Fewer Brits moved home in May, according to new UK property data
The UK property market has remained rather resilient over the last year, refusing to bow to the pressures of Brexit and other surprise results across the world. And it seems like it may be readying itself to do so again in the wake of the snap election that took place earlier this month (June 8th), with new data showing that fewer people were moving home in May.
Whenever there's a period of uncertainty in politics, British sellers and buyers alike tend to adopt a wait-and-see attitude to the market, looking at how things pan out for property before they decide to make the move. And this appears to be the case in May this year, according to findings from Connells Survey & Valuation.
It said that in May, valuations for home sellers fell from 45 per cent to 27 per cent. This is largely the result of fewer people choosing to move home during the month. The report added that on top of uncertainty over the political sector, factors such as a shortage of homes on the market and Stamp Duty impacts at higher valuations have meant people being reluctant to move home in May.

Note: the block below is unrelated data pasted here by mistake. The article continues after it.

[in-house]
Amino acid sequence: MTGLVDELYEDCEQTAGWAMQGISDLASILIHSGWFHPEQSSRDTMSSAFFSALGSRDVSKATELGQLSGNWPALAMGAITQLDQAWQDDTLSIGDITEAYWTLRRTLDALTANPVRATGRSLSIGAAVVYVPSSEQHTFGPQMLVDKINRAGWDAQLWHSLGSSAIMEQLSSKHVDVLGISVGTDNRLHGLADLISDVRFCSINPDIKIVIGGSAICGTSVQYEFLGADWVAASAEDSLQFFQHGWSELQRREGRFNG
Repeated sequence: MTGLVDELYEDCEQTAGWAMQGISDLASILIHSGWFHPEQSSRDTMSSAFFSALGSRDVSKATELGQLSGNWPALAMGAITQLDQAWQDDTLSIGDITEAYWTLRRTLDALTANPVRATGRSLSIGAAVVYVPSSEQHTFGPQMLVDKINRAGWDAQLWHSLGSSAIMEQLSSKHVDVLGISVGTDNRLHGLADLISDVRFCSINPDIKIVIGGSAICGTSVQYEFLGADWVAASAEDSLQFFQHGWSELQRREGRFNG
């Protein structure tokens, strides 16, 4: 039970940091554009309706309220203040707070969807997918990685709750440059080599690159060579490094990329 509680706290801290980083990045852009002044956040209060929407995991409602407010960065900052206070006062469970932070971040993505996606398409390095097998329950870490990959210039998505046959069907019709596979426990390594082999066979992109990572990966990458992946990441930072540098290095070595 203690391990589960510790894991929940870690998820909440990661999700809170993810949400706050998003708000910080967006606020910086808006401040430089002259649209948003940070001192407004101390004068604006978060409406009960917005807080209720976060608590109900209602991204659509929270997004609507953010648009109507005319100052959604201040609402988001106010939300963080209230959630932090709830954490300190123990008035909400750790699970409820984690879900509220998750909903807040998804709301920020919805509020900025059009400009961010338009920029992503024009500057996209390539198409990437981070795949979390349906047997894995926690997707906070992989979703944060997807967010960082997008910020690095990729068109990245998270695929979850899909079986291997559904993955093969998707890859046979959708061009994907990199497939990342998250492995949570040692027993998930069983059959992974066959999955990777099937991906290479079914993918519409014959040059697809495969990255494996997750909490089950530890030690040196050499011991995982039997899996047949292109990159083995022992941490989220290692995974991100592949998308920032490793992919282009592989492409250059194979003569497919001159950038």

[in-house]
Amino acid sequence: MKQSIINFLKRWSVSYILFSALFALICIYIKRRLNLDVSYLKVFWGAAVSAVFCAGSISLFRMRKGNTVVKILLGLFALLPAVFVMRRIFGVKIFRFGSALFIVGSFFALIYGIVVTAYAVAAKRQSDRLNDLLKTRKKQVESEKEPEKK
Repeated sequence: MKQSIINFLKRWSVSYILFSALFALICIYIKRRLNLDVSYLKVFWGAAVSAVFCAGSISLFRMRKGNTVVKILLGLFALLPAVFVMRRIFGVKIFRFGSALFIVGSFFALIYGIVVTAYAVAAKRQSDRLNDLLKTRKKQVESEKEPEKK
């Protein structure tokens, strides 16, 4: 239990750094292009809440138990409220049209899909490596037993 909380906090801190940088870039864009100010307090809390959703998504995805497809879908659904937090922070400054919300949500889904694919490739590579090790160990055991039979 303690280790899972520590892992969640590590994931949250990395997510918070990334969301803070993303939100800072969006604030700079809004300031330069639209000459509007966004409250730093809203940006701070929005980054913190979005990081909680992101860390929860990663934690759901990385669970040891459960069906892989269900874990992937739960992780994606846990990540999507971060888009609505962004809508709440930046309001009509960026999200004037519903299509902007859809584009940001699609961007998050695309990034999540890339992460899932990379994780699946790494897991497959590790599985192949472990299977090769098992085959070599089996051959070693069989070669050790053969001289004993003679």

"Fewer people are choosing to move home. The limited housing stock means that people already on the property ladder can’t see their next move in the market. After major votes and the economic turbulence of the past few years, many potential movers have adopted a near constant wait and see attitude," said John Bagshaw, corporate services director of Connells Survey & Valuation.
And the uncertainty doesn't appear to be over yet. With the snap election having delivered a hung parliament at a crucial time - heading towards Brexit negotiations - it's likely that the numbers moving home may remain largely flat for some time to come.
"The long term increase in property values over the past seven years has reduced the financial incentive to move, with more homes slipping into the higher stamp duty bands. This means potential sellers could face a larger tax bill should they chose to move up the ladder when buying their next home, thus making it more difficult to free up housing stock to be used more efficiently," said Mr Bagshaw.
Connells believes that at present, more people are choosing to improve their homes rather than move.
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16-June-17General Lettings News